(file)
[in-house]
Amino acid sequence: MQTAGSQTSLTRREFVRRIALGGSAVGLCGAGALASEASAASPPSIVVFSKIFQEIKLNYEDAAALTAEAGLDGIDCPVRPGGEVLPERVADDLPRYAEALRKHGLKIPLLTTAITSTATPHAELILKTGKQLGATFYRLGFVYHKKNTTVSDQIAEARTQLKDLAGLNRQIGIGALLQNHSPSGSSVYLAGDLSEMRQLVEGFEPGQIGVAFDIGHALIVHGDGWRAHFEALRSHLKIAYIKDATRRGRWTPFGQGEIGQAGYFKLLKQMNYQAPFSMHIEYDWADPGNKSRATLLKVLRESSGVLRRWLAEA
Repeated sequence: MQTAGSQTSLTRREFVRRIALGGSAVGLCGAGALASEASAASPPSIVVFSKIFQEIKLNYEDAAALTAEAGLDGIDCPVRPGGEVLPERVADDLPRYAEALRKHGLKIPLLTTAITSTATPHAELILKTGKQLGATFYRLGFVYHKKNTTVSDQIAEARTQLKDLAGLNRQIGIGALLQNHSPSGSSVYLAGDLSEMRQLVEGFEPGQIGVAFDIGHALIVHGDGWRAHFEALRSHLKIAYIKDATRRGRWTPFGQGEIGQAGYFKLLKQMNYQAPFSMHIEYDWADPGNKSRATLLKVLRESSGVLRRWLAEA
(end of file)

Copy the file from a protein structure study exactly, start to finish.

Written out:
[in-house]
Amino acid sequence: MQTAGSQTSLTRREFVRRIALGGSAVGLCGAGALASEASAASPPSIVVFSKIFQEIKLNYEDAAALTAEAGLDGIDCPVRPGGEVLPERVADDLPRYAEALRKHGLKIPLLTTAITSTATPHAELILKTGKQLGATFYRLGFVYHKKNTTVSDQIAEARTQLKDLAGLNRQIGIGALLQNHSPSGSSVYLAGDLSEMRQLVEGFEPGQIGVAFDIGHALIVHGDGWRAHFEALRSHLKIAYIKDATRRGRWTPFGQGEIGQAGYFKLLKQMNYQAPFSMHIEYDWADPGNKSRATLLKVLRESSGVLRRWLAEA
Repeated sequence: MQTAGSQTSLTRREFVRRIALGGSAVGLCGAGALASEASAASPPSIVVFSKIFQEIKLNYEDAAALTAEAGLDGIDCPVRPGGEVLPERVADDLPRYAEALRKHGLKIPLLTTAITSTATPHAELILKTGKQLGATFYRLGFVYHKKNTTVSDQIAEARTQLKDLAGLNRQIGIGALLQNHSPSGSSVYLAGDLSEMRQLVEGFEPGQIGVAFDIGHALIVHGDGWRAHFEALRSHLKIAYIKDATRRGRWTPFGQGEIGQAGYFKLLKQMNYQAPFSMHIEYDWADPGNKSRATLLKVLRESSGVLRRWLAEA